Mexico becomes the first country to ratify USMCA
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Mexico becomes the first country to ratify USMCA

With a senate vote of 114 in favor, four against, and three abstentions, Mexico became the first country to ratify the United States-Mexico-Canada Agreement (USMCA) on Wednesday.

The USMCA, the replacement for the North American Free Trade Agreement (NAFTA), will update the terms of trade to regulate sectors that were not present when NAFTA was enacted, such as e-commerce. Among the most notable changes in the new trade agreement are provisions regarding the auto industry, the Canadian dairy market, and the sunset clause whereby the agreement will end after 16 years unless re-ratified.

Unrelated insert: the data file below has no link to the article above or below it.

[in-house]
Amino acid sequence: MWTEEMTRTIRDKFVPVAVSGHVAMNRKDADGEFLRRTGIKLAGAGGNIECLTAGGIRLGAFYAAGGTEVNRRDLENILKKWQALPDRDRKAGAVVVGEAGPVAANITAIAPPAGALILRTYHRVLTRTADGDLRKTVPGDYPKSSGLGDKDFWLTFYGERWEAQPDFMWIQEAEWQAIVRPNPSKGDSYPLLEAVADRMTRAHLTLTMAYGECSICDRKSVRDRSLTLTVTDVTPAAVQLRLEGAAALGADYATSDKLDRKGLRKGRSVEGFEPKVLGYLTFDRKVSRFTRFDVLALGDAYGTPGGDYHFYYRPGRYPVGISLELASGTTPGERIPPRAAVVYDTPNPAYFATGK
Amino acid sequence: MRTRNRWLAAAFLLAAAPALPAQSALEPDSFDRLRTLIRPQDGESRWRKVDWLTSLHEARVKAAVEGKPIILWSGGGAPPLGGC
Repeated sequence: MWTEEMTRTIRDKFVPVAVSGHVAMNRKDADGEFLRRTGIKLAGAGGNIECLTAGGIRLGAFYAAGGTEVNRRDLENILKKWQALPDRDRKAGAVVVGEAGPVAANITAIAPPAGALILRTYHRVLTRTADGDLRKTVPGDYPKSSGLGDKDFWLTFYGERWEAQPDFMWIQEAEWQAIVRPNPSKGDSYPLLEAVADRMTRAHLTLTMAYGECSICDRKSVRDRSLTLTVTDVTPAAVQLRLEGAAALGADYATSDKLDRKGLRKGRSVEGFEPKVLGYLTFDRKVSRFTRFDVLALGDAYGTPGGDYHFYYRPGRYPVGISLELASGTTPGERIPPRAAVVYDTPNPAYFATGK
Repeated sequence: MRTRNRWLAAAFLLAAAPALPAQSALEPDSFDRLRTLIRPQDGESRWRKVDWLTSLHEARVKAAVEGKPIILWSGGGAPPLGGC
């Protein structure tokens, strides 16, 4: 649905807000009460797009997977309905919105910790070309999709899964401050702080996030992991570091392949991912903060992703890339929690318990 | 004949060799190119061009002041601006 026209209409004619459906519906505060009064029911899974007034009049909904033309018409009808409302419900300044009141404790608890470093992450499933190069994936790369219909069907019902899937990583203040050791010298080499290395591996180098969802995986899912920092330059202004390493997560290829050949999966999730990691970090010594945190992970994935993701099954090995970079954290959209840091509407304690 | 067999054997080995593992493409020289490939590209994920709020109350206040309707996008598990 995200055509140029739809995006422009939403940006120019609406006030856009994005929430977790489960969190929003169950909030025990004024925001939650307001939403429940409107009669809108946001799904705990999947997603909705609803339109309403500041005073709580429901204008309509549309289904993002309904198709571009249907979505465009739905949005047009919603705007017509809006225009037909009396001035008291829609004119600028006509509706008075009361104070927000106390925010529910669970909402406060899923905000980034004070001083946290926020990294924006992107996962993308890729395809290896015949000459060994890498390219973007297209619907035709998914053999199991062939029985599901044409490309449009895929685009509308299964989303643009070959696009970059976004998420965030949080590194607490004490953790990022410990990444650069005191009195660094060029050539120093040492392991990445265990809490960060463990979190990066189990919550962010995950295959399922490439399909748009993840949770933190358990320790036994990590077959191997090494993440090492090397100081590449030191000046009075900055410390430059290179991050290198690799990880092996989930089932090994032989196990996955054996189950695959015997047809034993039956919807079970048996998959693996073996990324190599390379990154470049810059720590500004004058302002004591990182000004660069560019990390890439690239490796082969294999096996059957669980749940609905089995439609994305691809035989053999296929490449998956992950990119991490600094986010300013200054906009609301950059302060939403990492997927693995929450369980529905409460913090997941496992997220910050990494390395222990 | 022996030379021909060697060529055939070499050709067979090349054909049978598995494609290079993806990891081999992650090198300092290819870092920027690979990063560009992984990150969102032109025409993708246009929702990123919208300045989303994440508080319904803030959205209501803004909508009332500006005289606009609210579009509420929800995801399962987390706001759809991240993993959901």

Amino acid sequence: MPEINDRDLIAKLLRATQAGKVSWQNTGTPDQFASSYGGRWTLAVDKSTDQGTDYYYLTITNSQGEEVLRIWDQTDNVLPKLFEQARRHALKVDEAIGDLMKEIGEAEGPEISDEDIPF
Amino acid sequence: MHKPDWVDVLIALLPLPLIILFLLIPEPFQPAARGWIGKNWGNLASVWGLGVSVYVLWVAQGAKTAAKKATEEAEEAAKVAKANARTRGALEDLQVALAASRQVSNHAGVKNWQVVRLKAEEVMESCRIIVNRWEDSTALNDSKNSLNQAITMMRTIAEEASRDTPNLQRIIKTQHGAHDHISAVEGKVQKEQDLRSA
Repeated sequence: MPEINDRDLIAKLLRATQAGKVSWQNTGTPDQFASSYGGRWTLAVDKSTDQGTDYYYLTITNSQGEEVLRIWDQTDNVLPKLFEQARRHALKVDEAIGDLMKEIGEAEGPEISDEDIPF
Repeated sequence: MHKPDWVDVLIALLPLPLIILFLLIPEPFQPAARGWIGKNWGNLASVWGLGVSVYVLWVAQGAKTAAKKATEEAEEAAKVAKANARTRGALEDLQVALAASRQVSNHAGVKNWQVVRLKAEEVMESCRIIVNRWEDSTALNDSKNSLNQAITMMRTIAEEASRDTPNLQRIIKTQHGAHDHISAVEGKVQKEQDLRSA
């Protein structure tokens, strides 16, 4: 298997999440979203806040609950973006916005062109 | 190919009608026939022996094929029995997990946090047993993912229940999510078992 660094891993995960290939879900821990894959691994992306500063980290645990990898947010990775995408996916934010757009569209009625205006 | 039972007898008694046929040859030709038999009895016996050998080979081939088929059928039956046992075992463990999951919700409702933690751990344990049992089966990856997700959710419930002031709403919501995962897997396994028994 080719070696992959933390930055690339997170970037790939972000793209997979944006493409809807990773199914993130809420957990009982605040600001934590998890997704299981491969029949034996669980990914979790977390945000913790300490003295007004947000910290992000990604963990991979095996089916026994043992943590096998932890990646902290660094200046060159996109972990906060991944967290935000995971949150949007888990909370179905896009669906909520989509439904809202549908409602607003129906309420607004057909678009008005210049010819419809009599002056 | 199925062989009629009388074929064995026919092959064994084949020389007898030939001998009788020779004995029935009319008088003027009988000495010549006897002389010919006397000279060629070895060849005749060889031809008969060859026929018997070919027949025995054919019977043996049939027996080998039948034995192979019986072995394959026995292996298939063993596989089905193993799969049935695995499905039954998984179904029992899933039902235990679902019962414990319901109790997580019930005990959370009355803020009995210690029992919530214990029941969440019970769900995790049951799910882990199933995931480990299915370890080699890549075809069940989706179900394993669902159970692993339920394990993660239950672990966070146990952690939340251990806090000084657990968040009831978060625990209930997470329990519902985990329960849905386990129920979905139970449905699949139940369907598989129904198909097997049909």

The US is Mexico’s most important export market, and the desire to protect access to that market led to little opposition from Mexico’s elected officials.

Both Canada and the US have yet to ratify the USMCA. President Trump congratulated Mexican President Lopez Obrador on ratification in a tweet and called on the US Congress to do the same. Democrats in the US House of Representatives have voiced objections to the new agreement. Canada is expected to ratify the deal, but Prime Minister Trudeau will likely wait for greater clarity on the US position before moving ahead.